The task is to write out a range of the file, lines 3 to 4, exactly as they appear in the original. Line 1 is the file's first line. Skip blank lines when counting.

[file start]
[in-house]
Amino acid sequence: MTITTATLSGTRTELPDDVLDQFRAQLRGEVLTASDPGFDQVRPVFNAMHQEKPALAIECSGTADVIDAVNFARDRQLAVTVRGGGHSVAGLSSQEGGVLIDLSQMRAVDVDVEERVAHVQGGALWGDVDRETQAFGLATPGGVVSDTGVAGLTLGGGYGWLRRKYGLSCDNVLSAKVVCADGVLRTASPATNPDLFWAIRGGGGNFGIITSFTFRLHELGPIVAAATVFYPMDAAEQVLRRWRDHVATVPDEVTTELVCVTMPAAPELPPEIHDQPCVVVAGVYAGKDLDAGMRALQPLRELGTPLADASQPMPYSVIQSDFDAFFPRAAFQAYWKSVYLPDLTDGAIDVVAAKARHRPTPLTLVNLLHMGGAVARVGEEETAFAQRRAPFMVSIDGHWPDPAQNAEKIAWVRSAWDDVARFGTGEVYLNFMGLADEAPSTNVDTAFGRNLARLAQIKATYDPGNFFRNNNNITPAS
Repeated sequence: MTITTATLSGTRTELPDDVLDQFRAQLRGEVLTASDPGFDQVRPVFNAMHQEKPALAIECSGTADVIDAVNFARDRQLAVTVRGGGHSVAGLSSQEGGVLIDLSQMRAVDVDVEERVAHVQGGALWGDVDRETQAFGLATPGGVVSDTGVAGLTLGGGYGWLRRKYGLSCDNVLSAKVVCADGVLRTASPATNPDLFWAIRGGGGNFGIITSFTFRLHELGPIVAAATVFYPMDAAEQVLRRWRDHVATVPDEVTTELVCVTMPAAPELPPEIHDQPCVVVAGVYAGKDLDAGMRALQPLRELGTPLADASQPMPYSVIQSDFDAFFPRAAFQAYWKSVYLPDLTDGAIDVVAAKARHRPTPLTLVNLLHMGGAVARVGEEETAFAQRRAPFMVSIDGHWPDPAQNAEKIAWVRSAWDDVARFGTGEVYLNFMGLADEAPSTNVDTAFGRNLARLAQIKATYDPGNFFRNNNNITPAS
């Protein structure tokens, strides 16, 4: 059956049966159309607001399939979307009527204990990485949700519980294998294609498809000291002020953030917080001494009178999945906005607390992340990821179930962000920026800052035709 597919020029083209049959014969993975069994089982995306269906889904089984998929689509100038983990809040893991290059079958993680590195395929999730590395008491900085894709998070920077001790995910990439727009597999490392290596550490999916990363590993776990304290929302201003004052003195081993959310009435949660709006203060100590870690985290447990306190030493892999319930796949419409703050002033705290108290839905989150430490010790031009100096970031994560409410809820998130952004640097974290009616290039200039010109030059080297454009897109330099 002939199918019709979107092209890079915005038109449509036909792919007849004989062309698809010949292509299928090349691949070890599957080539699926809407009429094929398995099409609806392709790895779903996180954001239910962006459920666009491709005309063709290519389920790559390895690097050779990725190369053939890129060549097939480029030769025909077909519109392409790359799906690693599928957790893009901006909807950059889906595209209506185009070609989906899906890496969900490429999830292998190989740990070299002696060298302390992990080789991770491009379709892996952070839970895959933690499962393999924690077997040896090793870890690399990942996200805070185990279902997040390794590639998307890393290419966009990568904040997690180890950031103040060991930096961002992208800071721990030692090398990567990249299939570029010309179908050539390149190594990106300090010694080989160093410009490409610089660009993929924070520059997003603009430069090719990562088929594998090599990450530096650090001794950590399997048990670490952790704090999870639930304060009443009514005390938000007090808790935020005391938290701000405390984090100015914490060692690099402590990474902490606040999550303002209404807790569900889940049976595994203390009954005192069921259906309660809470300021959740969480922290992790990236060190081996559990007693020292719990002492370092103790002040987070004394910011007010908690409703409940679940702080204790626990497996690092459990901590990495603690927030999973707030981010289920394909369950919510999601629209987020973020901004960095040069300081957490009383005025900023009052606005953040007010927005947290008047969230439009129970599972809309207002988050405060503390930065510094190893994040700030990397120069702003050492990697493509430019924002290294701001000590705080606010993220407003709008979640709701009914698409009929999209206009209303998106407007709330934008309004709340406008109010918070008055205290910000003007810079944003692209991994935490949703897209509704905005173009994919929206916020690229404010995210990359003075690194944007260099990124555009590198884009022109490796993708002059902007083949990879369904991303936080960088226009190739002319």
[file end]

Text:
Repeated sequence: MTITTATLSGTRTELPDDVLDQFRAQLRGEVLTASDPGFDQVRPVFNAMHQEKPALAIECSGTADVIDAVNFARDRQLAVTVRGGGHSVAGLSSQEGGVLIDLSQMRAVDVDVEERVAHVQGGALWGDVDRETQAFGLATPGGVVSDTGVAGLTLGGGYGWLRRKYGLSCDNVLSAKVVCADGVLRTASPATNPDLFWAIRGGGGNFGIITSFTFRLHELGPIVAAATVFYPMDAAEQVLRRWRDHVATVPDEVTTELVCVTMPAAPELPPEIHDQPCVVVAGVYAGKDLDAGMRALQPLRELGTPLADASQPMPYSVIQSDFDAFFPRAAFQAYWKSVYLPDLTDGAIDVVAAKARHRPTPLTLVNLLHMGGAVARVGEEETAFAQRRAPFMVSIDGHWPDPAQNAEKIAWVRSAWDDVARFGTGEVYLNFMGLADEAPSTNVDTAFGRNLARLAQIKATYDPGNFFRNNNNITPAS
């Protein structure tokens, strides 16, 4: 059956049966159309607001399939979307009527204990990485949700519980294998294609498809000291002020953030917080001494009178999945906005607390992340990821179930962000920026800052035709 597919020029083209049959014969993975069994089982995306269906889904089984998929689509100038983990809040893991290059079958993680590195395929999730590395008491900085894709998070920077001790995910990439727009597999490392290596550490999916990363590993776990304290929302201003004052003195081993959310009435949660709006203060100590870690985290447990306190030493892999319930796949419409703050002033705290108290839905989150430490010790031009100096970031994560409410809820998130952004640097974290009616290039200039010109030059080297454009897109330099 002939199918019709979107092209890079915005038109449509036909792919007849004989062309698809010949292509299928090349691949070890599957080539699926809407009429094929398995099409609806392709790895779903996180954001239910962006459920666009491709005309063709290519389920790559390895690097050779990725190369053939890129060549097939480029030769025909077909519109392409790359799906690693599928957790893009901006909807950059889906595209209506185009070609989906899906890496969900490429999830292998190989740990070299002696060298302390992990080789991770491009379709892996952070839970895959933690499962393999924690077997040896090793870890690399990942996200805070185990279902997040390794590639998307890393290419966009990568904040997690180890950031103040060991930096961002992208800071721990030692090398990567990249299939570029010309179908050539390149190594990106300090010694080989160093410009490409610089660009993929924070520059997003603009430069090719990562088929594998090599990450530096650090001794950590399997048990670490952790704090999870639930304060009443009514005390938000007090808790935020005391938290701000405390984090100015914490060692690099402590990474902490606040999550303002209404807790569900889940049976595994203390009954005192069921259906309660809470300021959740969480922290992790990236060190081996559990007693020292719990002492370092103790002040987070004394910011007010908690409703409940679940702080204790626990497996690092459990901590990495603690927030999973707030981010289920394909369950919510999601629209987020973020901004960095040069300081957490009383005025900023009052606005953040007010927005947290008047969230439009129970599972809309207002988050405060503390930065510094190893994040700030990397120069702003050492990697493509430019924002290294701001000590705080606010993220407003709008979640709701009914698409009929999209206009209303998106407007709330934008309004709340406008109010918070008055205290910000003007810079944003692209991994935490949703897209509704905005173009994919929206916020690229404010995210990359003075690194944007260099990124555009590198884009022109490796993708002059902007083949990879369904991303936080960088226009190739002319």